I’ve finished one quarter of community college, so I have a lot of education to get through. I haven’t declared a major, but I’m thinking about music therapy. In the shorter term, though, we’ve been invited to open for Trollrocket when they play in Portland! It’ll be our first out-of-town gig, which is cool all on its own. I’d also like to follow up on some rumors I heard about people with superpowers fighting monsters down there. It might be nothing but rumors plus Portland weird, but I’m eager to get down there and see what’s up.
Can you share a secret with us, which you’ve never told anyone else?
This might or might not be a secret. It seems like not a lot of people know that we have three EPs on Bandcamp. So if they want to hear what the music of St. Rage sounds like, they should head over to https://strage2.bandcamp.com/ And I’m still writing songs, so there should be more recordings in the future.
Here’s another one: on our first Valentine’s Day as a couple, I had a crazy dream that Darrin and I went through a portal to a fantasy realm and met a wizard from a book I was reading. You can read about that in a story called “Wizard in the Mosh Pit,” but you have to subscribe to Karen’s newsletter to get it. Hey, I don’t make the rules! Go here: https://kareneisenbreywriter.com/newsletter-signup/.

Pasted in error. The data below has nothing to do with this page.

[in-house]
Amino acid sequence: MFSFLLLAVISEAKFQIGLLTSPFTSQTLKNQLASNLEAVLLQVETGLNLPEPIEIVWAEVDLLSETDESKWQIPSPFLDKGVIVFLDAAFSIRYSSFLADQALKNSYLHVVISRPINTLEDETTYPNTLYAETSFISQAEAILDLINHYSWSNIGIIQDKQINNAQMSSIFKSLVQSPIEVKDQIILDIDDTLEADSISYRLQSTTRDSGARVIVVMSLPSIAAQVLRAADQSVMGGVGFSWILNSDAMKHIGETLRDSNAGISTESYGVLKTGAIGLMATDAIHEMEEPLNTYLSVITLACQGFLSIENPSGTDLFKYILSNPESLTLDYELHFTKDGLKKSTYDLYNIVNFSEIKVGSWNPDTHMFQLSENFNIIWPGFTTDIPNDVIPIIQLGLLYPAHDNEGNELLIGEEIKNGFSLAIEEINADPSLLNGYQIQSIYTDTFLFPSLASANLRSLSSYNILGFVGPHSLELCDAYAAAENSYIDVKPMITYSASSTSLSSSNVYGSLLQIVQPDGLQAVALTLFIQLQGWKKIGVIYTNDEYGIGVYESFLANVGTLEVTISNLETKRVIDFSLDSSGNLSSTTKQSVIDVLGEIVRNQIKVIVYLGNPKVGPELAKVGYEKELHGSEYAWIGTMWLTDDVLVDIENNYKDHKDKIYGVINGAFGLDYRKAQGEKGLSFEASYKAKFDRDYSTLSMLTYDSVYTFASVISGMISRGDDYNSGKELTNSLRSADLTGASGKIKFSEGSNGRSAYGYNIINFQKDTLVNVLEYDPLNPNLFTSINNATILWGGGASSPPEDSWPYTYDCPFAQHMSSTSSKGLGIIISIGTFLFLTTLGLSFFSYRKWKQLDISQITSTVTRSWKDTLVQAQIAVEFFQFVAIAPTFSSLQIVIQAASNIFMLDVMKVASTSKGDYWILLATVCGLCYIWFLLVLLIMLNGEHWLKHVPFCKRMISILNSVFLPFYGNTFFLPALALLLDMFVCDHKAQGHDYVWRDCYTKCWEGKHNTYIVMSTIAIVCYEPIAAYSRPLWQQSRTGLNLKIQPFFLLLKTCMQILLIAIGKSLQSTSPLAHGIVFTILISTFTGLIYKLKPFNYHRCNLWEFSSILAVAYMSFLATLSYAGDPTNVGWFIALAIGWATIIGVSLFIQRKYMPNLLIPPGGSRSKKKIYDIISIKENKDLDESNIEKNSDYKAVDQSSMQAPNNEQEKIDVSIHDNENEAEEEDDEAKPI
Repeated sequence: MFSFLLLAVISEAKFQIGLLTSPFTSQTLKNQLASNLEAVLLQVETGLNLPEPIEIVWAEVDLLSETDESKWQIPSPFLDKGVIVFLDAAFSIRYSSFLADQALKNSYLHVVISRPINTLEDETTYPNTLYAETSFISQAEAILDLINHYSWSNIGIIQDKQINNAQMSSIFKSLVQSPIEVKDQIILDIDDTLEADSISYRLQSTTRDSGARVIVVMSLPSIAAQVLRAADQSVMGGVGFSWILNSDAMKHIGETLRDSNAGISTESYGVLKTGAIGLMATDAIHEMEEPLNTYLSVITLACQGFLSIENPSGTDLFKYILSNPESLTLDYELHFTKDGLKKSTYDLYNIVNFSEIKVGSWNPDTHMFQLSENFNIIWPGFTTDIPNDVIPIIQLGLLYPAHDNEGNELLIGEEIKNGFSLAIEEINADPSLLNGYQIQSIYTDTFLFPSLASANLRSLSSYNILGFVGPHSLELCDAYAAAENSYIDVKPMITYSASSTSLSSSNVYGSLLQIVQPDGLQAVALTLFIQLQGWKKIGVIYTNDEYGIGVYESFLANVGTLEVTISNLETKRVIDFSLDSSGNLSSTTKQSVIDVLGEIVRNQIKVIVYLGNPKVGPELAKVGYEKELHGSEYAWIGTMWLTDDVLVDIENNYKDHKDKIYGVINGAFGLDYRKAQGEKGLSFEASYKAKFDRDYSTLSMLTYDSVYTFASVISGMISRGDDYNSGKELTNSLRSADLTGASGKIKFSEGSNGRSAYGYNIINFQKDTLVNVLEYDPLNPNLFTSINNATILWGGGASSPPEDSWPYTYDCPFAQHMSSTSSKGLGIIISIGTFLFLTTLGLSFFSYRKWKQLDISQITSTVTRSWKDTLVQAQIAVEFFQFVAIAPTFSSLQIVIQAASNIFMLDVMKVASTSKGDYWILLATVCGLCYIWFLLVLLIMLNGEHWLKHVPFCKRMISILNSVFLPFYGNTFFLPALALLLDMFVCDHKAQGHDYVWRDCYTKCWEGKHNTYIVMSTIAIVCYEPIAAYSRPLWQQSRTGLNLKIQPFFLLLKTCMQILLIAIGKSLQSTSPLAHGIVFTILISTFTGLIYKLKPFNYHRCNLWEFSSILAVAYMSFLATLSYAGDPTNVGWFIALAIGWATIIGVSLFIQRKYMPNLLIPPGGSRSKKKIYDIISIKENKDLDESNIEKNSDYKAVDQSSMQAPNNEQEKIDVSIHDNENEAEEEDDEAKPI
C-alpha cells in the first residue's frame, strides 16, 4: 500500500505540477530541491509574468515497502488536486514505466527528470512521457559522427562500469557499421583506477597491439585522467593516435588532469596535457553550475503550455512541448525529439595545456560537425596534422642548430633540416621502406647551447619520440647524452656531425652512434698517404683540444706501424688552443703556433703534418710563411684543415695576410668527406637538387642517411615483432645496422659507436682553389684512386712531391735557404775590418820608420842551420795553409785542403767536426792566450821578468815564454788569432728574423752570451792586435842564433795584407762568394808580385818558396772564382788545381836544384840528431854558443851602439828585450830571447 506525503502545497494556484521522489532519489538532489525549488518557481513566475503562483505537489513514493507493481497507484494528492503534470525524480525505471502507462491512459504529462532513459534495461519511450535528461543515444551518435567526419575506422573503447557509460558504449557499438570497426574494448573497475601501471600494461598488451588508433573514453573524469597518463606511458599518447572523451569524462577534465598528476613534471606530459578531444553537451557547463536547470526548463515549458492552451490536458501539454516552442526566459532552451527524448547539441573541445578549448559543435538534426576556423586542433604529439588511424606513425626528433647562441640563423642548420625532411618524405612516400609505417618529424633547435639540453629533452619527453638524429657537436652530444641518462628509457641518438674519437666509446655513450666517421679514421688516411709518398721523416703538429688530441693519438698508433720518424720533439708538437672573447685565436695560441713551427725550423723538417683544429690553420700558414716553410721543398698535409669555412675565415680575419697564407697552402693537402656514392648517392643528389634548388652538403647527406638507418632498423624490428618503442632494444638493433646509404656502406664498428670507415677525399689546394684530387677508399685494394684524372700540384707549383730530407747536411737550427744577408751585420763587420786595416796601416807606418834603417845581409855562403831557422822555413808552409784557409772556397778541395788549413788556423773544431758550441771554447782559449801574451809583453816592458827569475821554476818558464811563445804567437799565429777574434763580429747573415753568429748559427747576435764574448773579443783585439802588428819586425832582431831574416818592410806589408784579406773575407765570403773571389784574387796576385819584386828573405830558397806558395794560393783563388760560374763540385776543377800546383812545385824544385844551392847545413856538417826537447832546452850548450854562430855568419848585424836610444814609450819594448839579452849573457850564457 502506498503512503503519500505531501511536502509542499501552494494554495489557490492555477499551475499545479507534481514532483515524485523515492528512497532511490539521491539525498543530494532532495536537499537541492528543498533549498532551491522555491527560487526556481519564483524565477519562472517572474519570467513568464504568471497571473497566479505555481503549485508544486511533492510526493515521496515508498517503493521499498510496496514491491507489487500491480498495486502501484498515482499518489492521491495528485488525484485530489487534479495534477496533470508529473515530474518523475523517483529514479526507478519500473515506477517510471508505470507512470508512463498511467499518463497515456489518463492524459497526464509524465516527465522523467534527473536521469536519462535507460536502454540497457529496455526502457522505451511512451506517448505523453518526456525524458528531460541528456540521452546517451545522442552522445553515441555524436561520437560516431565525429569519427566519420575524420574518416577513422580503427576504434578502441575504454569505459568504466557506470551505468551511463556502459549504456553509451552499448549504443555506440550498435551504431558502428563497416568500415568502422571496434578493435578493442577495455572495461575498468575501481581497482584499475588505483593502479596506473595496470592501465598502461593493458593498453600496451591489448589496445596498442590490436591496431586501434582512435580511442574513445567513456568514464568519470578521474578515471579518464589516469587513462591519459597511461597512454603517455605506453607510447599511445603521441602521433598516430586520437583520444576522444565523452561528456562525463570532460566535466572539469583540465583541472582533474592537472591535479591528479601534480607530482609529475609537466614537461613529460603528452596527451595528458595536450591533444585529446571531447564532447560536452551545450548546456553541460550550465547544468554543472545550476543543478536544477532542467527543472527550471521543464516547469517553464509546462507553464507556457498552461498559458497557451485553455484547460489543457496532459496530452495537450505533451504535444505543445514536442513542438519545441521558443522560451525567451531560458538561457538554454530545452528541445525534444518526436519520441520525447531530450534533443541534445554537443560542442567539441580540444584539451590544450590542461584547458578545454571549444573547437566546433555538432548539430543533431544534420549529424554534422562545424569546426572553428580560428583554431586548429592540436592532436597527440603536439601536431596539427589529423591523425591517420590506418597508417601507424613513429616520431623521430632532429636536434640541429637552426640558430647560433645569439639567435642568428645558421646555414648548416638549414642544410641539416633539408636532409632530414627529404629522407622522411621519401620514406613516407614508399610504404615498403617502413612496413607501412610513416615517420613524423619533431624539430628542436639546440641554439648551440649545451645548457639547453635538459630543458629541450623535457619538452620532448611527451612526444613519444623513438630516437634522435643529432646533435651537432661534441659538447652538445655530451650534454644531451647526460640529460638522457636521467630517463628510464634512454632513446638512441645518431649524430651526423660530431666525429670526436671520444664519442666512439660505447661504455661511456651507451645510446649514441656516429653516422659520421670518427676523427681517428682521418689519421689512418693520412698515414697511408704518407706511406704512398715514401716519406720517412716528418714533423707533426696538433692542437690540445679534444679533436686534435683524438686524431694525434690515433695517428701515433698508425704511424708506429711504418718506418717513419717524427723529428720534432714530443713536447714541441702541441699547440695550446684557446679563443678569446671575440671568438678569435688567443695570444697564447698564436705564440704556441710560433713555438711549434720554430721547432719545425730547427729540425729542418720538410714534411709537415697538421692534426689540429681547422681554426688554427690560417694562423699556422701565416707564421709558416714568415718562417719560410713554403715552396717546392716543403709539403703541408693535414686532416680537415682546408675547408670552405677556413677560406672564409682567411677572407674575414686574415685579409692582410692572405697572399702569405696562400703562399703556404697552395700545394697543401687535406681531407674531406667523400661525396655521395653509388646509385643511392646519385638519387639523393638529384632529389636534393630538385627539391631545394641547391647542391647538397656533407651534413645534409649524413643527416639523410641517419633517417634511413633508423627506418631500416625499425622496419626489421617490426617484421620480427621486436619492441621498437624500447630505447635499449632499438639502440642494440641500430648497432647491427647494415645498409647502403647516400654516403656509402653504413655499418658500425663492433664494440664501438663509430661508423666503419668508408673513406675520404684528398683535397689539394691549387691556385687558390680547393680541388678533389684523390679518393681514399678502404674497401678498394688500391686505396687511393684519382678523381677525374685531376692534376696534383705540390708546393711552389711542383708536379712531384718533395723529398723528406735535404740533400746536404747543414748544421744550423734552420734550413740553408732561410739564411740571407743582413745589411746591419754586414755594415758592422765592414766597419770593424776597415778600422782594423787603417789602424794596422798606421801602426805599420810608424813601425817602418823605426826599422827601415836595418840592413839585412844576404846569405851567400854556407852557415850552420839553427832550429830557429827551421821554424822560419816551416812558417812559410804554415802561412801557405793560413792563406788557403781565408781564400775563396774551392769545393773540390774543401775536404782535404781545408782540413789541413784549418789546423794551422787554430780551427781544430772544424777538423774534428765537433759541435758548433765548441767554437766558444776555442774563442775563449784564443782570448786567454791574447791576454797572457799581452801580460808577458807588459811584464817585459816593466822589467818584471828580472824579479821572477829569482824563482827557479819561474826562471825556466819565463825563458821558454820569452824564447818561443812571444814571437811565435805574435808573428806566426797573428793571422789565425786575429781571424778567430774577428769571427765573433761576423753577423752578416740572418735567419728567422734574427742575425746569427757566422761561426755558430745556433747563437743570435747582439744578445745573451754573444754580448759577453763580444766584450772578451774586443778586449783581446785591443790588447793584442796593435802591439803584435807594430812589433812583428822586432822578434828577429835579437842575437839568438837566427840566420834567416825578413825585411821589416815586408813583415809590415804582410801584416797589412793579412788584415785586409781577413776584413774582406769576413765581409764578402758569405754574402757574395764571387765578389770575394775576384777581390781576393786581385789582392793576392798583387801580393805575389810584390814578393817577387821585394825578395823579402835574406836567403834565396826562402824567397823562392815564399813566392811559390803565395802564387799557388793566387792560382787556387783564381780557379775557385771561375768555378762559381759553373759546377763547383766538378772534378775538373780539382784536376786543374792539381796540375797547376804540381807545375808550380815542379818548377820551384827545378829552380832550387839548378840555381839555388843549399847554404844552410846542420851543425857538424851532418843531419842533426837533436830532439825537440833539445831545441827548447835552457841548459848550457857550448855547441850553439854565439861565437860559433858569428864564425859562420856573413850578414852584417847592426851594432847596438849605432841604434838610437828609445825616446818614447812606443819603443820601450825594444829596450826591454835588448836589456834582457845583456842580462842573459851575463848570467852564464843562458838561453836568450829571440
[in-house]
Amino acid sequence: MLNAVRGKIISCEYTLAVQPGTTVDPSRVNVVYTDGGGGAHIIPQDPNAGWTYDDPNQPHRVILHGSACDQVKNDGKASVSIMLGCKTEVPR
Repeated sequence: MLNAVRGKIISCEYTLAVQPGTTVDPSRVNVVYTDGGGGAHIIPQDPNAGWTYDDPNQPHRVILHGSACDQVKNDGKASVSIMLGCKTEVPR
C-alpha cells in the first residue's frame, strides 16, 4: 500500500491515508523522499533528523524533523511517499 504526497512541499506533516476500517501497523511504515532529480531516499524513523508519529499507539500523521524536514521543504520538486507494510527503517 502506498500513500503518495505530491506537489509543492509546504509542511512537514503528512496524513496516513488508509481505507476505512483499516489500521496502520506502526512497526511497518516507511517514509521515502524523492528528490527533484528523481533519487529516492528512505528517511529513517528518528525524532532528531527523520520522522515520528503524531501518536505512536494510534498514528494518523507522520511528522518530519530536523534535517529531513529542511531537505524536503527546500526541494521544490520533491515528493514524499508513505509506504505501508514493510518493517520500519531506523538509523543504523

Karen Eisenbrey lives in Seattle, WA, where she leads a quiet, orderly life and invents stories to make up for it. Karen writes fantasy and science fiction novels, as well as short fiction in a variety of genres and the occasional poem or song if it insists. She is the author of five novels: The Gospel According to St. Rage; Barbara and the Rage Brigade; Daughter of Magic; Wizard Girl; and Death’s Midwife, all from Not A Pipe Publishing. Karen shares her life with her husband, two young adult sons, and one elderly cat.